Cheek hopes to develop programs for youth and children, including after-school care with a computer lab and tutoring, and might be interested in seeking government funds to do so. But like many others, he is concerned that complying with government regulations will prove more trouble than it’s worth.
“Years ago, at another church, I looked into obtaining funding through the state for a day care center,” Cheek explained. “It would’ve cost our parish so much just to meet the staff and paperwork requirements that we didn’t do it.” Instead, the parish used private money to open a three-day-a-week nursery school.
Cheek is following the debate in Washington with hope that things really will change. “If the government can help us provide the means to help struggling families, to provide safe places for kids, that’s great,” he says. “But for now, I want to wait and see what red tape the government builds into it.”
Return to Sender
Some faith-based organizations aren’t interested in government funding no matter how easy the process becomes.
Eleanor Poe has been director of the Baptist Clinic in El Paso, Texas, since it opened 28 years ago. She’s fiercely proud of the fact that she has “never written a proposal for a government grant. I didn’t want one.”
Operating out of a local Baptist church, the all-volunteer clinic sees 100 to 150 patients each Saturday. During the week between clinic hours, its 35 to 40 volunteers make appointments and follow up on lab tests and referrals. Twenty-nine physicians rotate through on Saturdays, four at a time, while other specialists volunteer their services as needed. Funding comes from various local churches, individuals, fund raising events, and foundations, but never from the the state or federal government.
Except for its location inside the church building, the clinic is not specifically affiliated with a religious entity. But Baptist principles about the relationship between church and government functions prevail. “As Baptists, we believe in the separation of church and state,” she says. “If you’re doing something under your faith, you need to find your funding in private places.”
Also, Poe has worked under government contract at other organizations, which soured her on the idea of accepting public money. “We would be at work until 11 p.m. doing their paperwork,” she says. “I will not spend what I have left of life doing government paperwork. And I don’t want the government coming in here with a lot of restrictions, and so many rules and regulations. We really want the freedom to serve and love the way we want to.”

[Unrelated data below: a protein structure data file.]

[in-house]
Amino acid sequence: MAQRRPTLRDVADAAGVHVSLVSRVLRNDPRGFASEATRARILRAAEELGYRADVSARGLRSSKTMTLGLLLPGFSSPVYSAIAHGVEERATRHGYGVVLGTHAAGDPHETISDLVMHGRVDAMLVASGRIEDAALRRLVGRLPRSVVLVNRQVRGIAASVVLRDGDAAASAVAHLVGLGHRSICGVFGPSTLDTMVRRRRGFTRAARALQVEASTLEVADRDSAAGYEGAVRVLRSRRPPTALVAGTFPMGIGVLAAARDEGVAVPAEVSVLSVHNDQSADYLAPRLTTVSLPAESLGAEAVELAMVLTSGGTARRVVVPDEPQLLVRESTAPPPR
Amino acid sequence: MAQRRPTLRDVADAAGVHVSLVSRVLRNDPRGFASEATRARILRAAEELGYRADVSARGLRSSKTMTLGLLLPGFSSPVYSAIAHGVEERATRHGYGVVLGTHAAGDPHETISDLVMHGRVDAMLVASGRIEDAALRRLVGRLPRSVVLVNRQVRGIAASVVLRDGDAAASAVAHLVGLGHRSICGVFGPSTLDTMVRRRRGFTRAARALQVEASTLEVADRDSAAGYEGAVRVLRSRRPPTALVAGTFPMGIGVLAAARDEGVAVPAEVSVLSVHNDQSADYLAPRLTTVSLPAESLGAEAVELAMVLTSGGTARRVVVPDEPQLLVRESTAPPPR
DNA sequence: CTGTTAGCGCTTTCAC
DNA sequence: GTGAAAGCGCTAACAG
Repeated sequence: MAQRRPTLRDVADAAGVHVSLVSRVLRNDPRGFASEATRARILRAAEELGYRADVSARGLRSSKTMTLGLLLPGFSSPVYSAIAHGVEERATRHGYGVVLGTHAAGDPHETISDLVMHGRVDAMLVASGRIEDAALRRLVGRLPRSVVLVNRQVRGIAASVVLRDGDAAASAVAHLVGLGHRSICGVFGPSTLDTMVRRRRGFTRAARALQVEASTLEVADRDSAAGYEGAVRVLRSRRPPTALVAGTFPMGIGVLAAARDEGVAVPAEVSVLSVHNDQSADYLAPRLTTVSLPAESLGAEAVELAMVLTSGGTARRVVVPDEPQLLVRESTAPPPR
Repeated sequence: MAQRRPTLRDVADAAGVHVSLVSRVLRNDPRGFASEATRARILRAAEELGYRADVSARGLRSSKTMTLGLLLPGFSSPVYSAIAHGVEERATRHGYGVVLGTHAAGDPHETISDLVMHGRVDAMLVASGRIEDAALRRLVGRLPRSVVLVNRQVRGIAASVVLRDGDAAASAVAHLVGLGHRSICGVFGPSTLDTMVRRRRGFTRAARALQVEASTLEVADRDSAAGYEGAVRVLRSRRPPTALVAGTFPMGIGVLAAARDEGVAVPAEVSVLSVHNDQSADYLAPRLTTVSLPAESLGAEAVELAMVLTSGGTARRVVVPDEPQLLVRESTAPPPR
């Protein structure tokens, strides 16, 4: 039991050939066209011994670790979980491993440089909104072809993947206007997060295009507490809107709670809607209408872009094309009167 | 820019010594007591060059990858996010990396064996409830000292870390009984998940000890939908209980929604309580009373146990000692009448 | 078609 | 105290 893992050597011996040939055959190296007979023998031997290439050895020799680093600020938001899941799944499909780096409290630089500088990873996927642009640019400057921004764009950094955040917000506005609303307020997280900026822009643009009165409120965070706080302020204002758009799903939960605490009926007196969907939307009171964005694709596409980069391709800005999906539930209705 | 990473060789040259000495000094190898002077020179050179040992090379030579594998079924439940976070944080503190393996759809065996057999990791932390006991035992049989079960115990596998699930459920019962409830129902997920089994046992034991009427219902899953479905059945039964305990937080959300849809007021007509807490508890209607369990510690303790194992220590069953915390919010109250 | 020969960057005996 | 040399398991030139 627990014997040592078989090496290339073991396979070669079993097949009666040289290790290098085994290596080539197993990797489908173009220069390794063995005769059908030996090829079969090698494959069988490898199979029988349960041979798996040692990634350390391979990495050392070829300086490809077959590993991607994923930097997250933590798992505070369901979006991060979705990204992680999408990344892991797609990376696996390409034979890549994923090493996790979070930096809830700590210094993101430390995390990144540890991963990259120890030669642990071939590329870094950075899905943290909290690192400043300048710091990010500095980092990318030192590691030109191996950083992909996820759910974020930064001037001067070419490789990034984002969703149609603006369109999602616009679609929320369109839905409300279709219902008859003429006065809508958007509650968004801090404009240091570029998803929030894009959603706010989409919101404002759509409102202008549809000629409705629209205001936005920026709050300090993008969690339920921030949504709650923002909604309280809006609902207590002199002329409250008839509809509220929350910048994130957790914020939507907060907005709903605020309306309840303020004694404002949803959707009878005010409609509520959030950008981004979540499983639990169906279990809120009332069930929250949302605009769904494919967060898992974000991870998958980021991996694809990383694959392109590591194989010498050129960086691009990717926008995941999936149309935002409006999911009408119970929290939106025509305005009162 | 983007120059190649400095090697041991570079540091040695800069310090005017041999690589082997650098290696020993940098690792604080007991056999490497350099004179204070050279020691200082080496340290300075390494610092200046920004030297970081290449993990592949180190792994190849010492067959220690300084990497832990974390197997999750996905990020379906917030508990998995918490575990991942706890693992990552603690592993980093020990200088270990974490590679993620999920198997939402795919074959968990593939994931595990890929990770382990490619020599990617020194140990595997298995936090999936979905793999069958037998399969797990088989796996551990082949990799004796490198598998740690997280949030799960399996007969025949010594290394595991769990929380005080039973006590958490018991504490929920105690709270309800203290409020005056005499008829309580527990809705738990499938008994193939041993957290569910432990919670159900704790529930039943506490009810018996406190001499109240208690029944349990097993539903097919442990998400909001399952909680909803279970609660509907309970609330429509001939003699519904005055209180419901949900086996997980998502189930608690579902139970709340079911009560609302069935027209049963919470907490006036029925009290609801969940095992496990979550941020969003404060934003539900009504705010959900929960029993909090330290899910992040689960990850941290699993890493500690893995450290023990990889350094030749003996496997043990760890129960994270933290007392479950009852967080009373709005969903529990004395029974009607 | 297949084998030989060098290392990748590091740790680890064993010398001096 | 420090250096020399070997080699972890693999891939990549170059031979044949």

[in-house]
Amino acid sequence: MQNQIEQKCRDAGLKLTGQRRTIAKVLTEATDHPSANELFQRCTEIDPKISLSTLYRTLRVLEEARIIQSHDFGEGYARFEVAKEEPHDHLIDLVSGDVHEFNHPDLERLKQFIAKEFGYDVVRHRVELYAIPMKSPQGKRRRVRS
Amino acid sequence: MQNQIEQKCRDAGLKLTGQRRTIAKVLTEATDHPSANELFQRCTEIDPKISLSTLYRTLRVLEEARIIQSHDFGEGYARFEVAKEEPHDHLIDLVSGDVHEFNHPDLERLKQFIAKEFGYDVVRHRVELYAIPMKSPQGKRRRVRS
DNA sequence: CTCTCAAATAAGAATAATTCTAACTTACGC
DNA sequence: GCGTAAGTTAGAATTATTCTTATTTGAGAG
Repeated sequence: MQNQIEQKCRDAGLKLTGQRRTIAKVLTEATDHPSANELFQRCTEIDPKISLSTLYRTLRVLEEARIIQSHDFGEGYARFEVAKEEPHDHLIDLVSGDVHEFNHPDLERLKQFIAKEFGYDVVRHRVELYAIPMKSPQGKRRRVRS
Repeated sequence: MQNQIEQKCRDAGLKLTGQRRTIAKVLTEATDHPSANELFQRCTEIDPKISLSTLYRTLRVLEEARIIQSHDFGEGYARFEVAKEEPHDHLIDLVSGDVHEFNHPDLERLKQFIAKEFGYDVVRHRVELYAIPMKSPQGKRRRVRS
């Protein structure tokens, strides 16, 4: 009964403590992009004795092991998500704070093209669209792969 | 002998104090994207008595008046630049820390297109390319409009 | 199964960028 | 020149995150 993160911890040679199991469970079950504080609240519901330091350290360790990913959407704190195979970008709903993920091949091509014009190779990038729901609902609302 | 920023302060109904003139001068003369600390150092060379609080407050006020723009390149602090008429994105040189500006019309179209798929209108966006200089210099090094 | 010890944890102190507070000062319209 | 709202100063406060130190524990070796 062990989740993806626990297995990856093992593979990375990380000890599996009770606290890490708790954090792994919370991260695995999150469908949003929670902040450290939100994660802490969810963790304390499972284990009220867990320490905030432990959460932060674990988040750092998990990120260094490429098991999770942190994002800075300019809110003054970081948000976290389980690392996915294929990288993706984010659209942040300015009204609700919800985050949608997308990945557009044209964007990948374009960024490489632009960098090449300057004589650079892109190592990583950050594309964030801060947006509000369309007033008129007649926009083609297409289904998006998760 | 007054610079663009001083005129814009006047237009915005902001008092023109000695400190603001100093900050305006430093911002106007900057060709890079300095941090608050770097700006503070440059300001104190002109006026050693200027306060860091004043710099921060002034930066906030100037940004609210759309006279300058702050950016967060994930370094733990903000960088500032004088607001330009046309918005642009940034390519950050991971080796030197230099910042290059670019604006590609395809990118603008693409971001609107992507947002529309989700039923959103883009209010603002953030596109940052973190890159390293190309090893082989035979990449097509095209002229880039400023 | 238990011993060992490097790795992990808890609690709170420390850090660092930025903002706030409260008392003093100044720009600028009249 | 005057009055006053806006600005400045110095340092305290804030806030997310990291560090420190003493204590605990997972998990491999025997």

Poe’s comments are echoed by LDS Family Services of Boise, Idaho. The agency provides adoption and family counseling services mostly to members of the Mormon church, which forbids affiliated social service providers from receiving government funding.
“It’s such a hard and fast policy that there has not even been any discussion of participating under any new programs,” says program director Alisa Fowler. LDS services are funded by a tithe-based grant from the Mormon church. Fowler says the funding is adequate and she sees no need to solicit additional income.
But Fowler says the agency’s funding structure also means LDS Family Services is unlikely to see much benefit from President Bush’s proposal to allow non-itemizers to deduct charitable donations.
Here’s where Muslim, Baptist, Methodist, Jewish, and Mormon program directors are in agreement: While they all hope they’re wrong and they see a flood of new donations, none expect tax code changes to make much of a difference in direct contributions to their agencies.
Ali and Fowler point to the fact that Islamic and Mormon teachings already make it a religious duty to donate money to the poor, while Poe believes that people who are going to donate to receive a tax break already do so. Cheek, of the Indiana Methodist church, says he thinks the tax deduction for non-itemizers is “a great idea.” But that’s mostly because it would help him with his personal tax debt.
Of course, whether the faith-based initiative will help or hinder the missions of religious charities remains a mystery—one the administration seems in no hurry to clear up. Once on a fast track, the initiative seems to have lost steam in Congress, with a final bill unlikely to appear before late this year and no changes to take effect for another year or so. So those charity administrators who are waiting to see will just have to wait a little longer.
Patricia Zapor is a reporter for Catholic News Service in Washington, D.C.